When teams work well together, they can conquer the world. When they don’t, in some cases, they risk destroying it. Over the past few years of college, I’ve worked in teams as a student, as an RA, as a club officer, and as a researcher. Throughout these escapades, I’ve noticed a few tricks in synthesizing the perfect team. In this thought, I’ll share a couple of what I think are the 4 most important mechanisms in building a highly effective team.
- A mix of different personalities
I used to think that a team of one particular personality would create the best team. However, once I began working more in groups, I realized that a balance of introverts and extroverts is essential for pleasant team dynamics. For example, pretend that you have this entire group of extroverts; if you sat down to have a meeting with them, you might find that they’re all competing for talking-time. They’re all outgoing, possibly talking over each other, and they want to be talking to someone at all times. Conversely, with a group of introverts, you might see that no one’s talking to each other–they’re all pondering silently in their own minds. You need a healthy balance of every personality to create that optimal group dynamic. When I first thought about this, I thought it was counterintuitive; I figured that the personalities might clash. But, think about it this way: with that balance, you have people in the group who naturally want to talk, and others who naturally want to listen.
- Team members who are specialists in different areas
When I was in high school, I tried to have minimal experiences in a variety of areas. But, once I got to college, I drifted towards my niche–writing. From a engineering discipline perspective, when I interned at Texas A&M this summer, I had the most experience with chemistry. So, even though I worked at a biomedical engineering lab, I worked on a chemically based project. I think that having a team who has expertise in multiple areas promotes effectiveness because there is someone whose spent extensive time on a particular subject available to you; and you have an expert opinion for each detail or problem you come across. If you have a team who knows a little about many things, you can’t fully rely on any of them for an expert opinion, which is something a team might require.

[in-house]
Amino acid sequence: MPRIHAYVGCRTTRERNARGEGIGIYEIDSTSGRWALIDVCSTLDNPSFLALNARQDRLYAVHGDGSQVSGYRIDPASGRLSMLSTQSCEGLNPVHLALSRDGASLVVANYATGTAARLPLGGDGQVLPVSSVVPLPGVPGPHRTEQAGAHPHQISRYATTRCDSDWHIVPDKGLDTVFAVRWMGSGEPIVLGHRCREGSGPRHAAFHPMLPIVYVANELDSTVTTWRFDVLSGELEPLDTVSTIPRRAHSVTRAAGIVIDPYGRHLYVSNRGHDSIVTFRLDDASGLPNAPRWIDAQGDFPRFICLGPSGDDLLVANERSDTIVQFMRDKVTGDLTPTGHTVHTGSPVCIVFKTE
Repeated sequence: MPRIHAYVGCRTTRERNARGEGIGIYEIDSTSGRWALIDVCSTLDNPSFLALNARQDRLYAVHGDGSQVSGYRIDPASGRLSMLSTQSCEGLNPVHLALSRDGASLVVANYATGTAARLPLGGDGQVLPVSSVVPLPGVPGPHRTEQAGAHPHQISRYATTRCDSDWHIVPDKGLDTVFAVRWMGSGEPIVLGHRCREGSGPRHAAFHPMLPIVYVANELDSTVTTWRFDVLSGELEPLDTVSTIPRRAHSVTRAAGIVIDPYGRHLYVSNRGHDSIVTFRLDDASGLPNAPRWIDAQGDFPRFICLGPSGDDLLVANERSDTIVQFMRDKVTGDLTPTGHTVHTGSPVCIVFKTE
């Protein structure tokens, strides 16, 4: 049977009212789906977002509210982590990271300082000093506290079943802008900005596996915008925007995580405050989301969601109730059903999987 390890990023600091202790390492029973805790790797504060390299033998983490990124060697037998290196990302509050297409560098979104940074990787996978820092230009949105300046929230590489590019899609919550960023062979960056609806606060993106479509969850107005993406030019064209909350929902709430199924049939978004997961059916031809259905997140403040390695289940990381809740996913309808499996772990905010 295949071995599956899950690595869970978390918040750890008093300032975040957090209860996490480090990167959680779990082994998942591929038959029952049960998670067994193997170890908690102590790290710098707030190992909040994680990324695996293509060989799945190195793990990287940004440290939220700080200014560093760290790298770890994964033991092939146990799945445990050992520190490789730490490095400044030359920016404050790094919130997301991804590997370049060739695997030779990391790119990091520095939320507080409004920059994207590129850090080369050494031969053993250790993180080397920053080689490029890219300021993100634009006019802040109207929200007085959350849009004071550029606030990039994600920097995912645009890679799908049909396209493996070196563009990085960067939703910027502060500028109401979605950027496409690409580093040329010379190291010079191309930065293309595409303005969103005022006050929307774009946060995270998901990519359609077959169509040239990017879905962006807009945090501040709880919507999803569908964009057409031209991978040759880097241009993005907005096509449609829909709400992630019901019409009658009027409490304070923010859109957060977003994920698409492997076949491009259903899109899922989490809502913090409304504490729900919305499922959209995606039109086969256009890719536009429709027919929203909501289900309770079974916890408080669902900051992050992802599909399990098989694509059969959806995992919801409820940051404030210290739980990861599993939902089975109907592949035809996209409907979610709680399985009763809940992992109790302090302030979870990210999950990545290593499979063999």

- Team members who want to improve
This is pretty simple to me: if your teammates don’t want to improve, your group won’t improve. Challenging how we think and complete tasks is how we discover better ways to accomplish things. If the team members decide that they are flawless coworkers, then they’ll have no desire to get better.
You can also think about this another way–if the teammates don’t have enough energy to commit to improvement, or they aren’t fully invested in the project, I believe that the cause could suffer. To create the most effective team, I think that every team member must be invested in the project and bring a prime amount of excitement for their job that drives said refinement with time *and energy*.
- A mentor who believes his/her team is worth teaching
Blatantly stated, if a mentor has no interest in working one-on-one with his/her team, the team won’t improve. The mentor is the team’s guide through the shadowy path to achievement. The mentor likely knows the necessary steps to take in order to complete the task at hand, while the team members might not fully understand the necessary protocols. Frankly, the mentors probably knows the answers. And if the mentor chooses not to share those with the team, s/he risks a team who doesn’t fully understand how to complete the project most accurately or efficiently. Appropriately, if the mentor believes that his/her members are below him because of their experience or education, or because the members are not on his/her “level”, an undesirable power dynamic reveals itself. However, if a mentor spends time with each team member, s/he comes to understand each member’s strengths, backgrounds, and weaknesses that they bring to the team. S/he can also provide appropriate guidance based on each member’s target contribution to the goal. This goes along with playing to the strengths of the team–if the mentor spends appropriate time caring for his/her members and fostering their potential, a more desirable outcome could subsequently grow from it.
All in all, from my observations and experiences, I believe that it’s a mixture of personality, expertise, will for improvement, and mentor mentality that drives a world-changing team. What do you guys think?